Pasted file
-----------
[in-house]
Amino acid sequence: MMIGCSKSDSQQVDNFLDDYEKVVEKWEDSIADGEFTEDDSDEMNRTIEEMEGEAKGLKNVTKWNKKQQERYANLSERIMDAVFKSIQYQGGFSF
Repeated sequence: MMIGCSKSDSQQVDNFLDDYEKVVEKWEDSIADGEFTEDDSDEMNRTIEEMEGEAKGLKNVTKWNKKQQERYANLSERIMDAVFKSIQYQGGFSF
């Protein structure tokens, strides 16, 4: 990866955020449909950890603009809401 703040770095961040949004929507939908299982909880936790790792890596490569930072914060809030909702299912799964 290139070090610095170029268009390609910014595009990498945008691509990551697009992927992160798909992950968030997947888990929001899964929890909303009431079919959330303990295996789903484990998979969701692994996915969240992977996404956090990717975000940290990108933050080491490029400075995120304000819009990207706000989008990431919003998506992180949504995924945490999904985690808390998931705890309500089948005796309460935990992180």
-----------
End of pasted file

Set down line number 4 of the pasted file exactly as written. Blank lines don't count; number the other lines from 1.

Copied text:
């Protein structure tokens, strides 16, 4: 990866955020449909950890603009809401 703040770095961040949004929507939908299982909880936790790792890596490569930072914060809030909702299912799964 290139070090610095170029268009390609910014595009990498945008691509990551697009992927992160798909992950968030997947888990929001899964929890909303009431079919959330303990295996789903484990998979969701692994996915969240992977996404956090990717975000940290990108933050080491490029400075995120304000819009990207706000989008990431919003998506992180949504995924945490999904985690808390998931705890309500089948005796309460935990992180």